In the bright Nepali sunshine, sipping chai in a tourist cafe overlooking the lake, I found I could not agree, no matter how cute the dreadlocked girl sitting across from me. I see a lot of idealism and projection in her arguments. I also see an iPod in her bag. But neither could I come up with a concrete reason to insist that technology is fundamentally good, that the human race should invest as heavily in technology as it has. I admit that I really enjoy both the intellectual playground of technology and the fruits it brings, but that’s no way to form a moral imperative.

Until Ethiopia. I was working on a trachoma epidemiology study. This is an ancient, simple disease, and so fragile that the merest hint of civilization will destroy it — we’re not quite sure why yet. It could be antibiotics used for other things wipes it out, it could be that just washing your hands daily in clean water prevents its spread. But if left untreated long enough, this feeble disease will make you blind.

I had the cliché moment. I hiked out across the roadless wilderness to that idealized little village, that tiny traditional portion of the way we used to live. The simple folk gathered round us, gazing strangely at our white skin and synthetic fabrics. In turn we stared at their traditional cotton garments and coarse shiny jewelry, artifacts of a society that makes everything with its own hands. We stood a moment in that field, contemplating one another across vast distances of education and context. Then I looked into the scarred corneas of a blind young man and felt suddenly: this sucks. This man cannot see, for no reason at all. Extremely simple medicine could have prevented that.

It’s one of those moments when you realize that you’re not okay with the world as it is.

Medicine is good because health is good. I see no other way to draw this conclusion. And medicine is technological. Antibiotics are in no sense natural, x-rays and heart transplants less so. Medicine is the moral justification for continued technological development and dissemenation. It’s the killer app for technology, because it’s not just medical technology that must be known: modern medicine requires an entire technological infrastructure to design and manufacture its many, many inputs. Computers. Polymers. Superconducting magnets. Refrigerators to make the ice to keep cold our collected samples, and enzymes to do the PCR to detect the trachoma DNA, mathematics to do the statistical analysis to determine if our mass antibiotic distribution is actually denting the epidemic. It takes a world to raise a hospital.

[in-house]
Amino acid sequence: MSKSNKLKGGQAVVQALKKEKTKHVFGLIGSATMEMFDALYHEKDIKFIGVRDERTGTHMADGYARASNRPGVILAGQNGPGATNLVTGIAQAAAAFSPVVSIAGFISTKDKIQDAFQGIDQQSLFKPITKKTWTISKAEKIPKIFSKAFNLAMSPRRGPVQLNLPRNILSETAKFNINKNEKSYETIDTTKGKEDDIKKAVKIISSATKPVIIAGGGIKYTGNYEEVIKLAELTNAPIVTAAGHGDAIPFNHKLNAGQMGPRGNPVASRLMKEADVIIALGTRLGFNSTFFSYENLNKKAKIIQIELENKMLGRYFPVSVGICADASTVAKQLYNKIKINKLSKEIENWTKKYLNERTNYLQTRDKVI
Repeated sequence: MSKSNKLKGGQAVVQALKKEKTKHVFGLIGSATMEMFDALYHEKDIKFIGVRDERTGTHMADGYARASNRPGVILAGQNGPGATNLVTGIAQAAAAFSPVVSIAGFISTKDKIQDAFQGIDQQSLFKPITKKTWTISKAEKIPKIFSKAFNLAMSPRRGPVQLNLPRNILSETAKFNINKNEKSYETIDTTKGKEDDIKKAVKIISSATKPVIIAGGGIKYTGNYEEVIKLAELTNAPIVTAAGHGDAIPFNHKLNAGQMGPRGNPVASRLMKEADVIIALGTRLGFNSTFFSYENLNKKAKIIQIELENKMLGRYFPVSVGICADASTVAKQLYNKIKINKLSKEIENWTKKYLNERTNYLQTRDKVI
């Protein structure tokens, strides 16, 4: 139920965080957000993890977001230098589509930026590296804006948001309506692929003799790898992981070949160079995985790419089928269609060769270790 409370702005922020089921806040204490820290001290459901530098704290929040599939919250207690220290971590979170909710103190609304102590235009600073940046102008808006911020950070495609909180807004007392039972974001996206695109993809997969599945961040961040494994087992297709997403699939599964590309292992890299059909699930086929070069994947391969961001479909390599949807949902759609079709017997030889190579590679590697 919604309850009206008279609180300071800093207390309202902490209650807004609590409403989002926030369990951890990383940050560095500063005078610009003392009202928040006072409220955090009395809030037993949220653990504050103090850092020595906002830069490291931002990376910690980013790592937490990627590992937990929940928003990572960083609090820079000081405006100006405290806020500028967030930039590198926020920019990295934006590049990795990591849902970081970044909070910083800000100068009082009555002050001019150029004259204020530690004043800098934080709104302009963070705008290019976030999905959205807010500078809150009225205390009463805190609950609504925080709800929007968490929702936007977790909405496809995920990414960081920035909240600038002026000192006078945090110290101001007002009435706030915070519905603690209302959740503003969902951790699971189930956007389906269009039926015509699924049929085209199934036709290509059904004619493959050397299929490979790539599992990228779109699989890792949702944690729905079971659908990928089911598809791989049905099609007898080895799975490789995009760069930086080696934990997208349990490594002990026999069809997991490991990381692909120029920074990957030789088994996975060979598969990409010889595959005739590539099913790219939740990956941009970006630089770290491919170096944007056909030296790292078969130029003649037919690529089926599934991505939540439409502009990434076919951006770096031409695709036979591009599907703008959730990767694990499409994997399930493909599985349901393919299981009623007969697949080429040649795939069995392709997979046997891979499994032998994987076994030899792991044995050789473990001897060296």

That’s the moral reason for continued technological development. That blind man. Go tell his mother that we’d all be happier as hunter-gatherers.

Of course, that’s not why we actually will continue to develop our technology.

In the late afternoon sunlight I lounged against a tree, waiting for the last few villagers to show up so we could test them. They had fed us some (traditional, natural, idealized) beer, and I was sleepy and idle. I extracted my MP3 key from my kit and put the headphones in, leaned back to something relaxed. A kid came up to me, looking expectantly. He must have been about twelve.

“MP3 player?” he said.

“Yeah,” I replied.

“How many gigabytes?” he asked. Then: “I want one.”

I find it hard to disagree with him.

The Singularity is Not Near

Blah blah blah singularity blah blah machine AI blah blah the world will undergo a paradigm shift, it’s coming, all bow down before the mighty new technologies that will change humanity forever. The problem I have with talk of the technological singularity is not that it doesn’t make sense, and not that I don’t believe that technological advancement is indeed rapid, accelerating, and world-changing, but that we have somehow invented a symbol of vast but actually rather vague significance. I don’t think the “singularity” is a useful idea. I think it’s a buzzword to some, and a religion to others.

For what makes Futurology (capitalization mine) really, actually different than a belief that something momentous will happen in 2012, when the Mayan calendar wraps around? Not a lot, as far as I can tell. And now it turns out that two religious scholars have concluded exactly the same thing, in a 2008 paper in the Journal of Contemporary Religion:

Futurology-as-religion has charismatic leaders, authoritative texts, mystique, and a fairly complete vision of salvation. Futurology is, in effect, a new religious movement (NRM).